Wednesday, July 24, 2013

Interview With An Author!

I have a special suprise, today. I had the pleasure of interviewing Heather Vogel Fredrick, and here it is :) She is an author, a very good author.

1- So, how old were you when you wanted to become a writer? Did anything inspire you?

I was probably about five or six when I suspected I wanted to become a writer -- it was around the time I realized that books didn't just magically appear on shelves, but that actual people called authors wrote them!  I was inspired by READING.  Fortunately, I was born into a family of bookworms, and I loved to read, and to be read to, and our house was filled with books. I knew for sure that I wanted to be a writer the summer I was 12.  I was at summer camp, homesick, and to cheer myself up I started writing a story in my bunk during afternoon rest hour.  Seven weeks later (it was a long summer camp!), I had a full novel. It wasn't any good, it never got published, but that didn't matter because I absolutely LOVED writing it, and my career path was set from then on.

2- What inspires you the most, both as a writer and just a person?

Something that the writer William Maxwell once called "the happiness of getting it down right."  I love the simple, sheer satisfaction of a job well done, of putting the right words in the right place to tell the story just the way it needs to be told.

3- What is the book you've had the most fun writing?

That's a really hard question!  They've all been fun -- hard work, but fun.  I really enjoyed cutting loose with the SPY MICE series, though, especially FOR YOUR PAWS ONLY.  There were times when I was actually laughing out loud as I wrote that book.

4- Do you have any advice to other aspiring writers out there?

Absolutely.  Two important words, first of all:  PATIENCE and PERSISTENCE.  Everybody's in a rush to be published, but learning the craft of writing takes time, and it takes a determination not to give up.  It's easy to get discouraged -- writing is hard work!  But so is anything worthwhile, so stick to it, keep trying, keep moving forward. 

5- How did you come up with the idea for The Mother-Daughter Book Club? What about Spy Mice?

The idea for the mother-daughter book club series actually came from my editor at the time, Alyssa Eisner Henkin.  She called me up one day out of the blue and said, "Heather, there are mother-daughter book clubs all over the place these days -- I think it would be fun if someone wrote a story about one.  How about you?"  Stunned silence on my end of the phone.  I have two BOYS!  I've never been in a mother-daughter book club, and I never will be!  But my editor recalled that I spent my middle school years in Concord, Massachusetts, where Louisa May Alcott lived when she wrote "Little Women."  She suggested I have the book club read that and -- well, I was instantly hooked.  Louisa was one of my childhood heroes!  So armed with a title and that idea, I was off and running search of characters and a plot.  And the rest is history.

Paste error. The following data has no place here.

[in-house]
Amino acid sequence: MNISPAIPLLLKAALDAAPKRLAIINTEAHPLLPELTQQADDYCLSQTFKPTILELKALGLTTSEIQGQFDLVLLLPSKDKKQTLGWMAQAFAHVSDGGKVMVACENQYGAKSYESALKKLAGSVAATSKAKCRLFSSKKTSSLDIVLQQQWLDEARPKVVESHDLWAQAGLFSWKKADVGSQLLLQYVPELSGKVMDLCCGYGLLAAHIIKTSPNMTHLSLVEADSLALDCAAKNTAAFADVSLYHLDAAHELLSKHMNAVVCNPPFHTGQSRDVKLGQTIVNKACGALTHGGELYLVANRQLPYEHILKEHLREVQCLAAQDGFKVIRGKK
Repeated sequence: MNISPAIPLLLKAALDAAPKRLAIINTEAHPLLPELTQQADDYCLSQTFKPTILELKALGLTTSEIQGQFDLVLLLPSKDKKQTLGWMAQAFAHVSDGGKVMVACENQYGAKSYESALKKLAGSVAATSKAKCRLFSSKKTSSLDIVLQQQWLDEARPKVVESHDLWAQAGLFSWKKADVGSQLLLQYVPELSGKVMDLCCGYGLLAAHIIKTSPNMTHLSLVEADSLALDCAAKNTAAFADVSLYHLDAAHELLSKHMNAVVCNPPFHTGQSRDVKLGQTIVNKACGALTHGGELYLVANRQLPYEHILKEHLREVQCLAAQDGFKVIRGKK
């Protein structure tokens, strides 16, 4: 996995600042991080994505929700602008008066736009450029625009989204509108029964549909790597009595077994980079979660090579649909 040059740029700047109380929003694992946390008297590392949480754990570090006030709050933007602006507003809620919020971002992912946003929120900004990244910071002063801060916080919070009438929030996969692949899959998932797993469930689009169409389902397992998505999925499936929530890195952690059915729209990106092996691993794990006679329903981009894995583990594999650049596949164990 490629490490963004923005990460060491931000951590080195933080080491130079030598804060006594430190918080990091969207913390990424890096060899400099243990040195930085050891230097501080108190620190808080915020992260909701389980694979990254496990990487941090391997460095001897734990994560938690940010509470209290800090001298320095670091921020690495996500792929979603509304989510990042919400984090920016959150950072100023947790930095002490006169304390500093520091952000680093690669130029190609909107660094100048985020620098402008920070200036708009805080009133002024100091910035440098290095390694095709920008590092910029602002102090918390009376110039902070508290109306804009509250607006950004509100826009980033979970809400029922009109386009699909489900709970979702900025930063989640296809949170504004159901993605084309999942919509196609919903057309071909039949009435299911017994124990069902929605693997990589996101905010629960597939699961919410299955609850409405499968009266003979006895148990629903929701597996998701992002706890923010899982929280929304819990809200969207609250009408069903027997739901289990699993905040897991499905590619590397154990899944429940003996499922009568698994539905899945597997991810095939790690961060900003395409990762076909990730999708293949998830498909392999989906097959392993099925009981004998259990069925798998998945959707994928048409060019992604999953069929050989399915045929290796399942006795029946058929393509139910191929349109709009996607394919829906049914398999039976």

As for the Spy Mice books, those came about because of a newspaper clipping I saved for many years, that told about the building of the International Spy Museum in Washington, D.C.  I'd always loved a book called "From the Mixed-Up Files of Mrs. Basil E. Frankweiler" by E. L. Konigsburg, which features a couple of kids who get locked in the Metropolitan Museum in New York City, and I've always been fascinated with spies -- probably because I grew up watching "spy-fi" TV:  shows like Get Smart, The Man from U.N.C.L.E., Mission: Impossible, and The Avengers.  Originally, I thought the book would just feature human characters at the Spy Museum, but then one day those four-legged critters skittered into thought along with the words "spy mice," and once again, I was off and running...

And last but certainly not least...
6- Do you get Writer's Block, and how do you beat it?

Everybody gets stuck now and then.  I like to think of it as "Writer's Slow" instead of "block" -- it sounds less scary!  When I'm stuck, I try and do something physical, like take my dogs for a walk or swim laps (my favorite exercise) or tidy the house or bake something. It takes my mind off the problem, for one thing, and somehow frees it up to go off and tinker while I'm busy.  More often than not, a solution jogs loose.  Another strategy is to simply skip to a different part of the book and keep writing, or skip to a different project altogether and keep writing. That helps keep the juices flowing, and again, more often than not, the logjam breaks.

Thanks again, Mrs. Fredrick! :)

Thank you for interviewing me, Hannah!
Thank you!

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